When you get more than one puncture
So you're planning a great gravel travel trip this holiday season. The car is packed and you've ticked off everything on your pack list, but have you thought about what will happen if you have more than one puncture? Only the most well prepared off roaders carry two spare wheels and for many there is simply insufficient space for a second spare, so what else can one do to prepare for that second puncture?
For starters, the quickest and easiest solution is to purchase a tin of tyre sealant/inflator. It's a 2-in-1 product that temporarily seals most punctures and the compressed gas in the can also automatically reinflates the tyre. A similar product is commonly used in mountain bike tyres and is known commercially as "Slime". The jelly like liquid is emptied into an inner tube by removing the valve body and the centrifugal force as the wheel rotates forces the "slime" into every part of the tube as a liner.
It remains in liquid form until there is a pressure release (like a puncture) when it changes into a solid in the form of densely packed fibres and in the process seals the puncture. It's been around for years and it is this technology which is used in vehicle puncture repair canisters as well. Buy yourself a can suitable for the tyre size of your vehicle, but our advice is to rather buy the 4x4 canister, which is more powerful and effective, even if you end up using only half the product. In this case, more is better. Read the instructions carefully before using it. Having a canister of tyre weld can truly save the day. Buy new canisters every 2 years as they become dysfunctional after a period of time and are prone to losing pressure over long periods of time. These have saved our bacon on more than one occasion. Note that the tyre must be 70 - 80% deflated otherwise the pressure inside the tyre will too great for the pressure in the canister.
The other option is really about getting down to basics - the tyre plug method. This kit consists of a packet of very sticky and rubbery, fibrous lengths of 'plug' coated in a sealant type glue/gunge and sealed inside a packet; a tool to open and roughen the hole in the tyre (it's not a corkscrew to open a bottle of wine as you ponder your state of despair); and another tool that looks like a big darning needle, to insert the plug. You will also need a small bottle of water with a spray nozzle, a pair of long nosed pliers, a sharp blade and some soap to wash your hands afterwards.
Step 1: The repair can be done with the tyre still on the vehicle or off - it's your choice. Remove the object causing the puncture using a pair of long nosed pliers. Usually the culprit will be a nail, screw or sharp stone. If you struggle to find the puncture point, use the spray bottle to see where the air is bubbling out of the tyre.
Step 2: Insert the corkscrew type tool from the kit into the hole, to roughen the sides and clean the hole out.
Step 3: Thread one of the rubber plugs into the insert tool. It has an open ended hole at the end, so thread the plug in like a piece of cotton through a needle. Get it to the midpoint of the plug.
Step 4: Push the plug (using the T-tool) directly and vertically through the hole until only a small portion of the plug tails remain visible. (Some kits come with a tube of separate sealant, which you add liberally onto the plug before insertion). Remove the T-tool by twisting it and leaving the plug behind in the hole in the tyre.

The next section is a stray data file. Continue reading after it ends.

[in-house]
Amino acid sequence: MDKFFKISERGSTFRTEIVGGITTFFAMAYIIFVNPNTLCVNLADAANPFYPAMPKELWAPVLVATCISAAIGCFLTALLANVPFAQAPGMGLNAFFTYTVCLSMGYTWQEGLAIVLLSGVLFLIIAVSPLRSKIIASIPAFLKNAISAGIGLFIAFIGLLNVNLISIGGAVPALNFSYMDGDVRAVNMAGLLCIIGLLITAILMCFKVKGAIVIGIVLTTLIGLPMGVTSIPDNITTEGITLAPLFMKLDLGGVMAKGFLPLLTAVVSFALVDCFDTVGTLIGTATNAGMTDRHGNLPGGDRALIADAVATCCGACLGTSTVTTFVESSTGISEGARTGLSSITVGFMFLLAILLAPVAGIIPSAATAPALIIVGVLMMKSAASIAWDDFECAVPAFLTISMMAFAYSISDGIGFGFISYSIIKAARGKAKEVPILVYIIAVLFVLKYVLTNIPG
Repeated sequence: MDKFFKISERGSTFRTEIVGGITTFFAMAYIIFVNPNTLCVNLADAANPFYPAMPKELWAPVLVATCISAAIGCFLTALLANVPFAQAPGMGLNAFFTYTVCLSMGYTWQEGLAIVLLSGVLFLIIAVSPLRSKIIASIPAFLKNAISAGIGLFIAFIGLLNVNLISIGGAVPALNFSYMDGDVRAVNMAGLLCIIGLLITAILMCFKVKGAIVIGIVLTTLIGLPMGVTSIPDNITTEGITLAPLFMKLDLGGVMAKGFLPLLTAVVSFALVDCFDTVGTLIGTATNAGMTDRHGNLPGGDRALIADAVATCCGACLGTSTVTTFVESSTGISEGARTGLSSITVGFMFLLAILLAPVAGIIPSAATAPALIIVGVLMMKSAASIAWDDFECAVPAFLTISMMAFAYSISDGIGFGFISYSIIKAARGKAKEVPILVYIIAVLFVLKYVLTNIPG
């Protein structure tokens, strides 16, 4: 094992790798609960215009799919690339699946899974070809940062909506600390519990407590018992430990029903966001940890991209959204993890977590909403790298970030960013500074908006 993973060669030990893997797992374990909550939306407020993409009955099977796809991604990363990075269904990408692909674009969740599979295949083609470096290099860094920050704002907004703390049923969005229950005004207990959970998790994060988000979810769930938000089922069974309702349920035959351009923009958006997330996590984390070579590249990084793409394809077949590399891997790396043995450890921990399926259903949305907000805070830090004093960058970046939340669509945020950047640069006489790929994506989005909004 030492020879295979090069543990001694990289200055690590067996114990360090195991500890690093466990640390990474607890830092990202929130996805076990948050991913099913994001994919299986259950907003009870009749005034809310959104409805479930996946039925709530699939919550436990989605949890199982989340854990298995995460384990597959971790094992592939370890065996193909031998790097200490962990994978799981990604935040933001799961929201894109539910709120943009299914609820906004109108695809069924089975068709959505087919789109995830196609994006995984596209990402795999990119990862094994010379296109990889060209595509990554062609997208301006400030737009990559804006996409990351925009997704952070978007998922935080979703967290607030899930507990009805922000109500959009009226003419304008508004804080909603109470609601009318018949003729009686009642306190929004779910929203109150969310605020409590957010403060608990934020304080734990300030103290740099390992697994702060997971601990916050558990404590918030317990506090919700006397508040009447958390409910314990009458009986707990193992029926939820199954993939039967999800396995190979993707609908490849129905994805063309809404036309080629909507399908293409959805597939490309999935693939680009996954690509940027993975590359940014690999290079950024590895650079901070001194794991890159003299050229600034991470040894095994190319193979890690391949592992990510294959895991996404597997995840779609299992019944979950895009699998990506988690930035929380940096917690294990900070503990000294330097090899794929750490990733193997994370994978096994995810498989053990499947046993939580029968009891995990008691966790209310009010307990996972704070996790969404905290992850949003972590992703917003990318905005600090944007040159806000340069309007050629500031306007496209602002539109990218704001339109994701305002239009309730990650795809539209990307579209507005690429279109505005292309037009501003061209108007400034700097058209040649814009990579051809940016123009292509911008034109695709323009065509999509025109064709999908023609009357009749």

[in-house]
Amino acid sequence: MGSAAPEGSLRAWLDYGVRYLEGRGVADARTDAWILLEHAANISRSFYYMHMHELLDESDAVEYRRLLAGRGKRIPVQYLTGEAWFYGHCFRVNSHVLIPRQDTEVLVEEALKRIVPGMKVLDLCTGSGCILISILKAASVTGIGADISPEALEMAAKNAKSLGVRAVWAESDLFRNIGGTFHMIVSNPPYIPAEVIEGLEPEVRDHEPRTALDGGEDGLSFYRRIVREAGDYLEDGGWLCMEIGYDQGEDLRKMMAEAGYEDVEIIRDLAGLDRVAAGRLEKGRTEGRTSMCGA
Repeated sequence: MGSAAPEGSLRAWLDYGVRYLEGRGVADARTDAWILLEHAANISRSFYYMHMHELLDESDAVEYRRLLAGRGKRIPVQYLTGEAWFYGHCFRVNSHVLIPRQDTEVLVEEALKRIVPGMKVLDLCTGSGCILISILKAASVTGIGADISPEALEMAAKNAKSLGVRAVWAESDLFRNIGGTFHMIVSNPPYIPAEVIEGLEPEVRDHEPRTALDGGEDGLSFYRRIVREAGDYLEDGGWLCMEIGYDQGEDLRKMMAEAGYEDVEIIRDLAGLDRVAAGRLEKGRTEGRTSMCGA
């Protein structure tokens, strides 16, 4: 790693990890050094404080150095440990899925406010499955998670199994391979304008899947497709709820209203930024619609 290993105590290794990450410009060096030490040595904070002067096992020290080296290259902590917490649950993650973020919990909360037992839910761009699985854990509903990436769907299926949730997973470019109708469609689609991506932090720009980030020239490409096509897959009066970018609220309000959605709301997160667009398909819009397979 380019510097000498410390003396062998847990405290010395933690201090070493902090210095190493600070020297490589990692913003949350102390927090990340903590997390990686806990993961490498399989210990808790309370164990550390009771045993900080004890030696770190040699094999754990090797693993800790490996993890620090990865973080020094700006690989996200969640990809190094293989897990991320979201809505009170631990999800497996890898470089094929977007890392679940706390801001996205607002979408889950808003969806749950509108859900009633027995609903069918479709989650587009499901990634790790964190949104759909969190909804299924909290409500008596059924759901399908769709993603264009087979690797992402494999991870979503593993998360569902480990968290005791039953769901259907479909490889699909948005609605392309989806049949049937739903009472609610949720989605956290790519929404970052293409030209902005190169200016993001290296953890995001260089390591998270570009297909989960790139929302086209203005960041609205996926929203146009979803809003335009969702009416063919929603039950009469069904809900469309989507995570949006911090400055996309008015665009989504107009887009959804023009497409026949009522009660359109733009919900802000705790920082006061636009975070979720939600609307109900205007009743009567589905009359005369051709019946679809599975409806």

Step 5: Reinflate the tyre and retest the plug with the spray bottle to ensure no air is escaping.
Step 6: Trim the excess plug ends off with a sharp blade, so that they are not protruding beyond the normal tread..
Remember to have the tyre properly repaired with an inside plug at a proper tyre repair store at your earliest convenience. Never repair a sidewall cut with a plug.
Check the packaging of the plug repair kit and avoid buying on price alone (Chinese products are usually cheaper, but inferior and you don't want to be cursing your bargain product when you're stuck in the Gamadoelas). Products made in South Africa, Australia, England, USA or Germany are usually the best. Pay a bit more and know your plug kit will work when the chips are down.
When we travel on filming trips, we carry both Tyre Weld and a Plug Kit.
Pass of the Week:
Abel Erasmus was quite a character and by the age of 19 was already married, and a strong community leader and respected man by all who knew him. He had the Midas touch and by the age of 31 had acquired several farms, bred a large herd of healthy cattle and was the commissioner and magistrate of the entire Lowveld district. The big pass that drops down from Ohrigstad on the R36 to the Olifants River and the Kruger National Park which sports over 60 bends, corners and curves, a tunnel and spectacular scenery was named in honour of this prominent South African - a true leader of his time.
We unpack the full story of Abel and his rise to fame and fortune (not without mishaps along the way) via our 3 part video series, available via the link below.
From the team in the admin room at Mountain Passes South Africa, we wish you all a wonderful Christmas and a healthy and safe New Year. We have BIG plans for 2019, most of which will be shared with you via these newsletters.
New passes added this week:
Bongolonek (R392) - A substantial tarred pass between Dordrecht and Queenstown (Provisional video)
Xuka Drift - A minor blip on a gravel road that drops down and up the other side of the Xuka River near Engcobo (Provisional video)
Zoetendals Poort - A scenic gravel poort near Willowmore along the Trakarivier (Provisional video)
Bokpoort - A short little poort tucked away on a farm road near Loxton in the Northern Cape (Provisional video)
Thought for the day: "It is much more gratifying to give than to receive" ~ Anonymous